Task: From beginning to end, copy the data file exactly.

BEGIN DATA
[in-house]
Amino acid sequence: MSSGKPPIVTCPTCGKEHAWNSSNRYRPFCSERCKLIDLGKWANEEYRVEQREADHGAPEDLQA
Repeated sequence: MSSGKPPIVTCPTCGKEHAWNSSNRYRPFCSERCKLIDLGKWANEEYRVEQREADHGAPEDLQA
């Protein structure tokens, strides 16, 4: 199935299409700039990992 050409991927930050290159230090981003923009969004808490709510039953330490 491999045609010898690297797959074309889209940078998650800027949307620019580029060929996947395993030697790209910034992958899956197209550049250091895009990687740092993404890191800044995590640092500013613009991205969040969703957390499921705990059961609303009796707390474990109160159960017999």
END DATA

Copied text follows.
[in-house]
Amino acid sequence: MSSGKPPIVTCPTCGKEHAWNSSNRYRPFCSERCKLIDLGKWANEEYRVEQREADHGAPEDLQA
Repeated sequence: MSSGKPPIVTCPTCGKEHAWNSSNRYRPFCSERCKLIDLGKWANEEYRVEQREADHGAPEDLQA
């Protein structure tokens, strides 16, 4: 199935299409700039990992 050409991927930050290159230090981003923009969004808490709510039953330490 491999045609010898690297797959074309889209940078998650800027949307620019580029060929996947395993030697790209910034992958899956197209550049250091895009990687740092993404890191800044995590640092500013613009991205969040969703957390499921705990059961609303009796707390474990109160159960017999």